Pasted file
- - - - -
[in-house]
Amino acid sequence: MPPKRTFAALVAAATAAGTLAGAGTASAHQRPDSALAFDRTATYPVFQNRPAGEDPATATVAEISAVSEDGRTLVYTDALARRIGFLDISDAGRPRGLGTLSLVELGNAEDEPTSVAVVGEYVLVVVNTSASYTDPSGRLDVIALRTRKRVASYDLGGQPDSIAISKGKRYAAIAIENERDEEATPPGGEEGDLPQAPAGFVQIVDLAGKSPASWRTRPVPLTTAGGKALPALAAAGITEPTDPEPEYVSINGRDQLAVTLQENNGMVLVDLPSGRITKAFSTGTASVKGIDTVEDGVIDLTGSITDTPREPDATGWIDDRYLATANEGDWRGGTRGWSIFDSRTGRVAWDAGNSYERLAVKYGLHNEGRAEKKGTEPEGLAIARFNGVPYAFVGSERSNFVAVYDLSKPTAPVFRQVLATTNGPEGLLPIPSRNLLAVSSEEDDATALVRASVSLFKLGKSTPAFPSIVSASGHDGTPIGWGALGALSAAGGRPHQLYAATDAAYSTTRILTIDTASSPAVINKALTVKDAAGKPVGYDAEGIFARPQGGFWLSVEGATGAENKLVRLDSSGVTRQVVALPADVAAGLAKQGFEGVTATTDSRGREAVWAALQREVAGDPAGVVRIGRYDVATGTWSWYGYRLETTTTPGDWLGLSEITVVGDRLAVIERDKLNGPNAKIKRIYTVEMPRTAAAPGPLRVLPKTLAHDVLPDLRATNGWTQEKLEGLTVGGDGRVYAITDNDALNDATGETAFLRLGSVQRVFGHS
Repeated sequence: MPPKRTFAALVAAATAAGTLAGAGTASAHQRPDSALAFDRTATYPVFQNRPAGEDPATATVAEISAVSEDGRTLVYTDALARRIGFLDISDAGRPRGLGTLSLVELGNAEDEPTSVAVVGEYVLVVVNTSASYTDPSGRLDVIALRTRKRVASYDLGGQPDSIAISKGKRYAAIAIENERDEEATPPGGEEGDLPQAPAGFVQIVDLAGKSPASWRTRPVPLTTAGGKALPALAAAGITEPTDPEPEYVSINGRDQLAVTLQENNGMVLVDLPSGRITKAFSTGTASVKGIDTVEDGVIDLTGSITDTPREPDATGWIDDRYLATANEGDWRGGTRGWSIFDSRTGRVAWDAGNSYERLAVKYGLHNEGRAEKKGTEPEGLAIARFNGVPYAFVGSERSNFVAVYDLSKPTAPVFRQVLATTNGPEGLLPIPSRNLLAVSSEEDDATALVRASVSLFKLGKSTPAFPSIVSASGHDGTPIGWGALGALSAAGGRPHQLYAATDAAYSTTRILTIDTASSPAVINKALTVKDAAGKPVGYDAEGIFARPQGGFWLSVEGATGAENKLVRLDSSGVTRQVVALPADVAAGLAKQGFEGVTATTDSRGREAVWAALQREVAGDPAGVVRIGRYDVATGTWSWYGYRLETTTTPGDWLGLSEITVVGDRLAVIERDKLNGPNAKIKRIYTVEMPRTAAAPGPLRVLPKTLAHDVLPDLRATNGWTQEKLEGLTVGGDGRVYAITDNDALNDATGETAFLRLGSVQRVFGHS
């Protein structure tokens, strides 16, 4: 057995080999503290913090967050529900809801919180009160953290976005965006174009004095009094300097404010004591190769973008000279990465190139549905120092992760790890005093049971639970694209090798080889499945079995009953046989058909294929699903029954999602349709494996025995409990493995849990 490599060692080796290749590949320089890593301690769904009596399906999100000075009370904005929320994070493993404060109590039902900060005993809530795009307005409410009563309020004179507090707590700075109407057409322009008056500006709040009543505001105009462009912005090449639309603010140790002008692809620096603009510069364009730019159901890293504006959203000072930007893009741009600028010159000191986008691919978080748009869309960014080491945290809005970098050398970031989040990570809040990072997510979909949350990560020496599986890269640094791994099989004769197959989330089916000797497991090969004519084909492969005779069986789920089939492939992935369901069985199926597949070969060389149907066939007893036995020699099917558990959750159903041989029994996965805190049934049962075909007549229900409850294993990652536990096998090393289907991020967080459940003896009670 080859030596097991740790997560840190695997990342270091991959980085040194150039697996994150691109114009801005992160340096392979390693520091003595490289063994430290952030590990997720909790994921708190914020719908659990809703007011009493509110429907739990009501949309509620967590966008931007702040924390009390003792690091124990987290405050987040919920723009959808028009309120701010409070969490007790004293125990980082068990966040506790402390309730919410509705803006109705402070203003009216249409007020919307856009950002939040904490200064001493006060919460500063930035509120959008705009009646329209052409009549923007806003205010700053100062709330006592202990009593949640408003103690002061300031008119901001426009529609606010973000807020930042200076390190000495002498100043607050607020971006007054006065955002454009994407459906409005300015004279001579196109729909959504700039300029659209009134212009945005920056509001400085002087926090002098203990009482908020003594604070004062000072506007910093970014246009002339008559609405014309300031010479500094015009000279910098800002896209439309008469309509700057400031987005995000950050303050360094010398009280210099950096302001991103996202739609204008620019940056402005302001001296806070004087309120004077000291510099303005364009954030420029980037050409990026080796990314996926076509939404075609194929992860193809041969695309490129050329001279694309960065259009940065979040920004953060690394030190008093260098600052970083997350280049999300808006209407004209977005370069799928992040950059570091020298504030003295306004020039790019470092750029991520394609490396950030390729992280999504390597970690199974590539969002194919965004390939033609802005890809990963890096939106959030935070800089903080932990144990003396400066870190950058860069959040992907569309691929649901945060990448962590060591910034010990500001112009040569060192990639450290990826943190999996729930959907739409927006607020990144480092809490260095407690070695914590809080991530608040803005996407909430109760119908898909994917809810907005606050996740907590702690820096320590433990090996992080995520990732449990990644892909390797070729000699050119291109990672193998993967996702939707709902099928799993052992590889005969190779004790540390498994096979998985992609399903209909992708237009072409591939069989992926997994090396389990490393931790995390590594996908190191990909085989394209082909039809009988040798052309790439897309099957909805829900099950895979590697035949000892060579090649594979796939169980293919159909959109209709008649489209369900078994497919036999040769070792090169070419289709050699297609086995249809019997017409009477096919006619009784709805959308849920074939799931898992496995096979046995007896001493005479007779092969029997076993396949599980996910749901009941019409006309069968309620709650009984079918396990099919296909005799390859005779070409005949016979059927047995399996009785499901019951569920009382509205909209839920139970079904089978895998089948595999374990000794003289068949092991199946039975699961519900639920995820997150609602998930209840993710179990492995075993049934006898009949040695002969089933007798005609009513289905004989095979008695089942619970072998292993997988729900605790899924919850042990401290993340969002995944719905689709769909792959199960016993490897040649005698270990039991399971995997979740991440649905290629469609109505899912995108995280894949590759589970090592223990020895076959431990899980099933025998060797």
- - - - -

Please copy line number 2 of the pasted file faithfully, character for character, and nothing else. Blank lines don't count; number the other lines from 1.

Amino acid sequence: MPPKRTFAALVAAATAAGTLAGAGTASAHQRPDSALAFDRTATYPVFQNRPAGEDPATATVAEISAVSEDGRTLVYTDALARRIGFLDISDAGRPRGLGTLSLVELGNAEDEPTSVAVVGEYVLVVVNTSASYTDPSGRLDVIALRTRKRVASYDLGGQPDSIAISKGKRYAAIAIENERDEEATPPGGEEGDLPQAPAGFVQIVDLAGKSPASWRTRPVPLTTAGGKALPALAAAGITEPTDPEPEYVSINGRDQLAVTLQENNGMVLVDLPSGRITKAFSTGTASVKGIDTVEDGVIDLTGSITDTPREPDATGWIDDRYLATANEGDWRGGTRGWSIFDSRTGRVAWDAGNSYERLAVKYGLHNEGRAEKKGTEPEGLAIARFNGVPYAFVGSERSNFVAVYDLSKPTAPVFRQVLATTNGPEGLLPIPSRNLLAVSSEEDDATALVRASVSLFKLGKSTPAFPSIVSASGHDGTPIGWGALGALSAAGGRPHQLYAATDAAYSTTRILTIDTASSPAVINKALTVKDAAGKPVGYDAEGIFARPQGGFWLSVEGATGAENKLVRLDSSGVTRQVVALPADVAAGLAKQGFEGVTATTDSRGREAVWAALQREVAGDPAGVVRIGRYDVATGTWSWYGYRLETTTTPGDWLGLSEITVVGDRLAVIERDKLNGPNAKIKRIYTVEMPRTAAAPGPLRVLPKTLAHDVLPDLRATNGWTQEKLEGLTVGGDGRVYAITDNDALNDATGETAFLRLGSVQRVFGHS